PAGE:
Spaggi’s offers an extensive wine list, signature cocktails, and both imported and domestic beers.

Arrangements can be made for private lunches and dinners. Private and semi-private rooms are separated by glass doors. Catering is also available.

1651 W. Foothill Blvd., Upland • (909) 579-0497,
Lunch Tues.–Fri. 11 a.m. to 2:30 p.m. • Dinner Tues.–Thur. 5 to 9 p.m., Fri. & Sat. 5 to 10 p.m. 

Well Defined

For three decades, Italian food in Ontario has been defined by Rossa’s Cucina Enoteca, formerly known as Rosa’s. A recent visit confirmed that while the decor was updated a few years ago, the cuisine continues to reflect the traditional tastes of the Old Country. All sauces, pasta and desserts are made in-house.

The night we dined we chose tried-and-true menu items, starting with a hearty seafood Ravioli con Granchi. Mid-sized shrimp sit prominently atop large ravioli squares stuffed with a blend of shrimp, lobster and clams. A creamy sauce flavored with crab meat and lemon suffuses the dish with an intense seafood flavor. Crunchy julienned veggies top the mix.

A second pasta dish, Spaghetti Frutti de Mare, also features seafood, with a small and succulent lobster tail crowning the plate. Shrimp, clams, mussels and calamari rounds and tentacles swim in a classic marinara sauce heaped over perfectly cooked spaghetti noodles.

Meat dishes hold their own here as well. The Osso Buco dello Chef offers a moist and tender roast veal shank, braised in a blend of fresh tomato sauce and Marsala wine and plated over fresh asparagus. A marrow-filled bone holds pride of place at the center of the plate, with a side of fettuccine noodles dotted with perfectly cooked green beans and peas.

For a beefier choice, try the Bistecca alla Griglia, aged New York steak nicely grilled and served on a bed of juicy mushrooms infused with a brandy peppercorn sauce.  

Those who prefer meat-free dishes have several choices, including Ravioli della Casa: large spinach and ricotta-filled ravioli in a porcini mushroom cream sauce. Or try the Penne Arrabiata: penne pasta with a spicy marinara sauce, olives and capers. 

  Pair it all with a glass of wine, such as the full-bodied 2016 Coppola Claret Cabernet we enjoyed. Lighter fare is also available with a selection of salads, chicken preparations and vegetarian pastas.

For dessert, try the almond wafer basket, attractively plated over swirls of mango chocolate sauce and filled with fresh berries and sweet vanilla bean gelato.


Luke’s On Front boasts an evolving menu and a fine view.
TEXT: David Cohen
IMAGES: Trina Gonzalez

Fresh seafood and fine cuts of meat are the focus at Luke’s on Front in Temecula. Owners Kelly and Chris Cusack are always changing things up, and under the steady and adventurous hand of Chef Esaun Torres, you’re in for constantly evolving dishes on the menu. An added attraction is that they’re located on the top floor of a building which has outdoor in addition to indoor seating, offering a fine view of Old Town and the Temecula Valley.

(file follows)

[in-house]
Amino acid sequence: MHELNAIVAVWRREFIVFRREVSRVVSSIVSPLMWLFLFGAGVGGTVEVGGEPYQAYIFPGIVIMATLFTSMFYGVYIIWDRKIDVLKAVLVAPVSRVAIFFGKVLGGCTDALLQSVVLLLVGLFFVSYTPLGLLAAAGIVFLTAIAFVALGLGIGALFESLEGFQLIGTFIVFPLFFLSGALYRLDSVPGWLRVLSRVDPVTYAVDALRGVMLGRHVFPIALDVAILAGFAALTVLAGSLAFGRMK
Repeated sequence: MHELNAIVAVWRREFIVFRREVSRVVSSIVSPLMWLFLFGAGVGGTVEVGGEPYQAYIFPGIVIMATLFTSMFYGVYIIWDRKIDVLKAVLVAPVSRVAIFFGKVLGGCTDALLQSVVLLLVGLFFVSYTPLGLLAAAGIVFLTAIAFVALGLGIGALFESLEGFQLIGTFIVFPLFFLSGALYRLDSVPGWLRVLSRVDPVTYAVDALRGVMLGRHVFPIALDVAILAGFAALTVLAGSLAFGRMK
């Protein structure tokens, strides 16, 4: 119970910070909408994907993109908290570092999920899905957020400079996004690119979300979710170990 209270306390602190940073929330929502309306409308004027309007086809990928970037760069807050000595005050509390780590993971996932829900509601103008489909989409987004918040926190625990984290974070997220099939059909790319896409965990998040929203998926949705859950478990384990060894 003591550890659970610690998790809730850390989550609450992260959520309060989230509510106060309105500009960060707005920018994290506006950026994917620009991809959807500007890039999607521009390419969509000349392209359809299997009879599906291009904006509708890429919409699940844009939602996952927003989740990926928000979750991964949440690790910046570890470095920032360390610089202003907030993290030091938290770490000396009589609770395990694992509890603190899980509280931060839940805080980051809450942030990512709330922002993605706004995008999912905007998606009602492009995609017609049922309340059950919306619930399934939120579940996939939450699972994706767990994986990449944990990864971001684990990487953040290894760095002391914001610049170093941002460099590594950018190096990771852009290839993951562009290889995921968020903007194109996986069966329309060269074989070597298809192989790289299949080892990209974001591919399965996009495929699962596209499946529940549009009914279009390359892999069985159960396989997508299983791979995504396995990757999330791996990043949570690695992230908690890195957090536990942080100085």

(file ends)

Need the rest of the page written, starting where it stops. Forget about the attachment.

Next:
We began with a seared ahi tartare taco topped with wasabi-infused cream cheese and Thai chili sauce in a crispy rice shell garnished with sliced avocado and streaks of wasabi and Sriracha-like sauce. Don’t try to pick up the whole thing. When it inevitably soaks up some of the liquid, it will fall apart in your hands. Eat the contents with a fork and enjoy the boldly flavored tuna cubes.

On its heels came the ahi tuna burger, a lightly seared ahi fillet topped with avocado, toasted sesame seeds and a piquant green cabbage. The spicy ginger-based tartar sauce adds additional allure to the dish.

The seafood parade continues in the form of a beautifully grilled (or blackened) eight-ounce fillet of wild-caught Atlantic salmon drizzled with a lemon caper sauce. This dish is melt-in-your-mouth goodness accompanied by white jasmine rice and organic roasted broccoli. Striking flavors, and it’s healthy to boot!

Best of all was the seafood pasta. The linguine was tossed with an abundance of scallops, shrimp, clams in their shells and a modicum of shredded crab meat, in a beautifully rendered sauce consisting of a vodka sour cream sauce, clam juice and some blackening spices which impart a slight orange hue. The shrimp had a pleasant snap and the scallops were large and melt-in-your-mouth tender. Ask for a spoon to devour every last drop of the scintillating sauce.

For a meatless option, check out the portabello mushroom sandwich topped with roasted red peppers, grilled zucchini, melted provolone cheese and basil pesto. It’s a delicious amalgam of flavors.

If you fancy a burger, Chris’ Twisted Savage is the way to go. A half-pound grass-fed patty is dressed with grilled jalapeño, hickory smoked bacon, pepper- jack cheese and chipotle aioli and served on a toasted pretzel bun. There’s a lot of heat without overwhelming the smoky, high quality of the meat.

If you love lamb (which goes perfectly with a bottle of Syrah), the sliced Australian rack of lamb served in a black fig demi-glace accompanied by fingerling potatoes is for you. Five succulent chops are cooked in a reduced red wine beef stock with shallots, garlic and herbs. Nibble the meat from the bone at a slow pace to make the chop last.

The prime bone-in 16-ounce ribeye served with a green peppercorn demi-glace and au gratin potatoes and fresh asparagus is also a winner. Chef Esaun knows his way around steaks, and this one was a thing of beauty, tasting like it had been cooked over an open wood fire rather than grilled. It was succulent, highly aromatic and nicely charred, not to mention perfectly medium rare plus as ordered.

Dessert consisted of a slice of chocolate ganache cheesecake topped with a strawberry coulis and dollops of house- made creme Anglaise with meringue garnishes. A fitting conclusion to a parade of highly enjoyable dishes.    

Luke’s on Front28693 Old Town Front Street; Temecula, (951) 699-9900, Open daily from 11 a.m.; closing times vary. Full bar, live music on select dates.